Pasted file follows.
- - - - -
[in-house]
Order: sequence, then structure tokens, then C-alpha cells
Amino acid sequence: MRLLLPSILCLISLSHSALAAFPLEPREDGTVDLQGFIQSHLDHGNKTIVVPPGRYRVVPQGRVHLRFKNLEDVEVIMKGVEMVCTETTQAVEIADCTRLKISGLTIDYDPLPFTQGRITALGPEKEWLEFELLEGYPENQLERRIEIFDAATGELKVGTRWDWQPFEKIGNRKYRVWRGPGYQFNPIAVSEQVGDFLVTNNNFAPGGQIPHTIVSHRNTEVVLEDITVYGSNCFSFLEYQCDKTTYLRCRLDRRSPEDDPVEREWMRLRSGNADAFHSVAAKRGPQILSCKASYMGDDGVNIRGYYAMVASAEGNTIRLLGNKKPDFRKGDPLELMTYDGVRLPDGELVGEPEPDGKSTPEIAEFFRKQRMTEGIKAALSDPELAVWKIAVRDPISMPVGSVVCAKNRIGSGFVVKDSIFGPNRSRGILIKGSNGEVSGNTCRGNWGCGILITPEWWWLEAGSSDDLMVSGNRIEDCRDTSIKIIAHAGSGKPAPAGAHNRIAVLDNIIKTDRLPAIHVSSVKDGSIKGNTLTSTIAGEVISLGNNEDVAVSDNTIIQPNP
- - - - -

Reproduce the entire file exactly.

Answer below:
[in-house]
Order: sequence, then structure tokens, then C-alpha cells
Amino acid sequence: MRLLLPSILCLISLSHSALAAFPLEPREDGTVDLQGFIQSHLDHGNKTIVVPPGRYRVVPQGRVHLRFKNLEDVEVIMKGVEMVCTETTQAVEIADCTRLKISGLTIDYDPLPFTQGRITALGPEKEWLEFELLEGYPENQLERRIEIFDAATGELKVGTRWDWQPFEKIGNRKYRVWRGPGYQFNPIAVSEQVGDFLVTNNNFAPGGQIPHTIVSHRNTEVVLEDITVYGSNCFSFLEYQCDKTTYLRCRLDRRSPEDDPVEREWMRLRSGNADAFHSVAAKRGPQILSCKASYMGDDGVNIRGYYAMVASAEGNTIRLLGNKKPDFRKGDPLELMTYDGVRLPDGELVGEPEPDGKSTPEIAEFFRKQRMTEGIKAALSDPELAVWKIAVRDPISMPVGSVVCAKNRIGSGFVVKDSIFGPNRSRGILIKGSNGEVSGNTCRGNWGCGILITPEWWWLEAGSSDDLMVSGNRIEDCRDTSIKIIAHAGSGKPAPAGAHNRIAVLDNIIKTDRLPAIHVSSVKDGSIKGNTLTSTIAGEVISLGNNEDVAVSDNTIIQPNP